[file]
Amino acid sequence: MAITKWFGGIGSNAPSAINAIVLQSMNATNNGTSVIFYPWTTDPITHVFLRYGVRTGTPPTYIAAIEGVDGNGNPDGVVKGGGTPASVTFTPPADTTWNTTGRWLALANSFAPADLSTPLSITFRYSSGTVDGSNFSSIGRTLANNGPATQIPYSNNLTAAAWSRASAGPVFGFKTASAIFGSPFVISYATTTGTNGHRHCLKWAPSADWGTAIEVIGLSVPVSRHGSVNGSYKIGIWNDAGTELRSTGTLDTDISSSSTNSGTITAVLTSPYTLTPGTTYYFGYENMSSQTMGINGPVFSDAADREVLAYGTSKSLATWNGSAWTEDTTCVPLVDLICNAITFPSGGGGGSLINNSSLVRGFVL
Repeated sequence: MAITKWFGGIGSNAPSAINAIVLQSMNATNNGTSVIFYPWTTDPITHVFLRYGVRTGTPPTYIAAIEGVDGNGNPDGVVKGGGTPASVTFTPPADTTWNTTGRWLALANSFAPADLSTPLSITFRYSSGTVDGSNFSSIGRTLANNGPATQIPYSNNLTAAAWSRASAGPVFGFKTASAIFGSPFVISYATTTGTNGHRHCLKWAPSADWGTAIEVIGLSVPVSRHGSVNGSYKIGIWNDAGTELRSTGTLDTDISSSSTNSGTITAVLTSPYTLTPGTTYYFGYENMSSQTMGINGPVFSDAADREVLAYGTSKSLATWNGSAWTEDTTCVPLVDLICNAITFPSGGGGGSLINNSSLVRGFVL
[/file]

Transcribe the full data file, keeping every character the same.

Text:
Amino acid sequence: MAITKWFGGIGSNAPSAINAIVLQSMNATNNGTSVIFYPWTTDPITHVFLRYGVRTGTPPTYIAAIEGVDGNGNPDGVVKGGGTPASVTFTPPADTTWNTTGRWLALANSFAPADLSTPLSITFRYSSGTVDGSNFSSIGRTLANNGPATQIPYSNNLTAAAWSRASAGPVFGFKTASAIFGSPFVISYATTTGTNGHRHCLKWAPSADWGTAIEVIGLSVPVSRHGSVNGSYKIGIWNDAGTELRSTGTLDTDISSSSTNSGTITAVLTSPYTLTPGTTYYFGYENMSSQTMGINGPVFSDAADREVLAYGTSKSLATWNGSAWTEDTTCVPLVDLICNAITFPSGGGGGSLINNSSLVRGFVL
Repeated sequence: MAITKWFGGIGSNAPSAINAIVLQSMNATNNGTSVIFYPWTTDPITHVFLRYGVRTGTPPTYIAAIEGVDGNGNPDGVVKGGGTPASVTFTPPADTTWNTTGRWLALANSFAPADLSTPLSITFRYSSGTVDGSNFSSIGRTLANNGPATQIPYSNNLTAAAWSRASAGPVFGFKTASAIFGSPFVISYATTTGTNGHRHCLKWAPSADWGTAIEVIGLSVPVSRHGSVNGSYKIGIWNDAGTELRSTGTLDTDISSSSTNSGTITAVLTSPYTLTPGTTYYFGYENMSSQTMGINGPVFSDAADREVLAYGTSKSLATWNGSAWTEDTTCVPLVDLICNAITFPSGGGGGSLINNSSLVRGFVL